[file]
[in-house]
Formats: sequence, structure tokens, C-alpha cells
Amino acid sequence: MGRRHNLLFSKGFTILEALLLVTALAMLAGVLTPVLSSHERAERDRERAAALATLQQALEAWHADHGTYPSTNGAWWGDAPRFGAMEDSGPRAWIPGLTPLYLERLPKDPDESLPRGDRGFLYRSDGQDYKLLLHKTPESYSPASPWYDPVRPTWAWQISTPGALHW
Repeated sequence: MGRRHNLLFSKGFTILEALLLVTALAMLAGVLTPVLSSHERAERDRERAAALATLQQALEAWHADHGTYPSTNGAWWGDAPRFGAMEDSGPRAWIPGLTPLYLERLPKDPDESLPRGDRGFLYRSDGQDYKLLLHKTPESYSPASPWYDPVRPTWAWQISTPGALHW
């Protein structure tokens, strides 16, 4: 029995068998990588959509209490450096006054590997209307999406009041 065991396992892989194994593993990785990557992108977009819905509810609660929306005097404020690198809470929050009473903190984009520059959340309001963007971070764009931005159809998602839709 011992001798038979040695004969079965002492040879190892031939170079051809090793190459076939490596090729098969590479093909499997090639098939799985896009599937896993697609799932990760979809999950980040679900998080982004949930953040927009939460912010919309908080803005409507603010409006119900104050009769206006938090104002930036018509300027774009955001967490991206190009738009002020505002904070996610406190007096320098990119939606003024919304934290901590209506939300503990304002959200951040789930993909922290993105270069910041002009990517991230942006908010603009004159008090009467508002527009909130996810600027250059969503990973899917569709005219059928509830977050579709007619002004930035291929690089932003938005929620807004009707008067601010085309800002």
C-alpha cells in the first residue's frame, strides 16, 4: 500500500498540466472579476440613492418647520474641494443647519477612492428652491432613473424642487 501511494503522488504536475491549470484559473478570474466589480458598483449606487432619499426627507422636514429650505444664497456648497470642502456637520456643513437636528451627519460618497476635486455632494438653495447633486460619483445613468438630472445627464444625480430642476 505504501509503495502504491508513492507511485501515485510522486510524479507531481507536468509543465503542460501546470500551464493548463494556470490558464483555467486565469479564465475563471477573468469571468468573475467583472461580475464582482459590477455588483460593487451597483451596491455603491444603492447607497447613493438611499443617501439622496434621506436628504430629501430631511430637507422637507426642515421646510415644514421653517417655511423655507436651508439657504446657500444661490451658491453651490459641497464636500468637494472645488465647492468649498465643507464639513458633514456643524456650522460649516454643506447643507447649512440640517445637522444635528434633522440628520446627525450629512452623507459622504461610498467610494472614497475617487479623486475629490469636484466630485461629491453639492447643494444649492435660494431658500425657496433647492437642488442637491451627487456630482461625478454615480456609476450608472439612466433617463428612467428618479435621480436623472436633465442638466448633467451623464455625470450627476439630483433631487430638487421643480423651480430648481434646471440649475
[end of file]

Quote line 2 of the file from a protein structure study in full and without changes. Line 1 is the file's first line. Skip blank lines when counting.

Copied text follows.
Formats: sequence, structure tokens, C-alpha cells